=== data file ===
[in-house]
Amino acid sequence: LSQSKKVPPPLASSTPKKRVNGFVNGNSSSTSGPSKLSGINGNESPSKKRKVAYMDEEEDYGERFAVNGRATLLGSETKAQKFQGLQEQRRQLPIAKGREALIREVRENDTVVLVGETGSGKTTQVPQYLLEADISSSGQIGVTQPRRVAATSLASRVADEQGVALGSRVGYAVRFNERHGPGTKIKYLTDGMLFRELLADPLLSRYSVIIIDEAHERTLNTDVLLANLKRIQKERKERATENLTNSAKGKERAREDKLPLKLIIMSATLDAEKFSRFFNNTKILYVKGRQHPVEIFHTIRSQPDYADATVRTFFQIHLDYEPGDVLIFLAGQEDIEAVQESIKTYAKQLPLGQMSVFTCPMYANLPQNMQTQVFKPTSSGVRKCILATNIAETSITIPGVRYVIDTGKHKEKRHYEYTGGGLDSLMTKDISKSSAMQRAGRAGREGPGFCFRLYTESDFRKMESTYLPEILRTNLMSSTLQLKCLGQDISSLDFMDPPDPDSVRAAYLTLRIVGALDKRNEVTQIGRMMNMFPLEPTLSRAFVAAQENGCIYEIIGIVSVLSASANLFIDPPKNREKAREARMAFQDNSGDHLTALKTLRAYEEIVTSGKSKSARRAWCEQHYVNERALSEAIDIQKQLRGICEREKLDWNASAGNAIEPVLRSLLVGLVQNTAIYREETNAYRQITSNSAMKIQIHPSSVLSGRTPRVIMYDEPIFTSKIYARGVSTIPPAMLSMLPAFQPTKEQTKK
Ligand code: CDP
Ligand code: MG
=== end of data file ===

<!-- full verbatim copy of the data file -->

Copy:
[in-house]
Amino acid sequence: LSQSKKVPPPLASSTPKKRVNGFVNGNSSSTSGPSKLSGINGNESPSKKRKVAYMDEEEDYGERFAVNGRATLLGSETKAQKFQGLQEQRRQLPIAKGREALIREVRENDTVVLVGETGSGKTTQVPQYLLEADISSSGQIGVTQPRRVAATSLASRVADEQGVALGSRVGYAVRFNERHGPGTKIKYLTDGMLFRELLADPLLSRYSVIIIDEAHERTLNTDVLLANLKRIQKERKERATENLTNSAKGKERAREDKLPLKLIIMSATLDAEKFSRFFNNTKILYVKGRQHPVEIFHTIRSQPDYADATVRTFFQIHLDYEPGDVLIFLAGQEDIEAVQESIKTYAKQLPLGQMSVFTCPMYANLPQNMQTQVFKPTSSGVRKCILATNIAETSITIPGVRYVIDTGKHKEKRHYEYTGGGLDSLMTKDISKSSAMQRAGRAGREGPGFCFRLYTESDFRKMESTYLPEILRTNLMSSTLQLKCLGQDISSLDFMDPPDPDSVRAAYLTLRIVGALDKRNEVTQIGRMMNMFPLEPTLSRAFVAAQENGCIYEIIGIVSVLSASANLFIDPPKNREKAREARMAFQDNSGDHLTALKTLRAYEEIVTSGKSKSARRAWCEQHYVNERALSEAIDIQKQLRGICEREKLDWNASAGNAIEPVLRSLLVGLVQNTAIYREETNAYRQITSNSAMKIQIHPSSVLSGRTPRVIMYDEPIFTSKIYARGVSTIPPAMLSMLPAFQPTKEQTKK
Ligand code: CDP
Ligand code: MG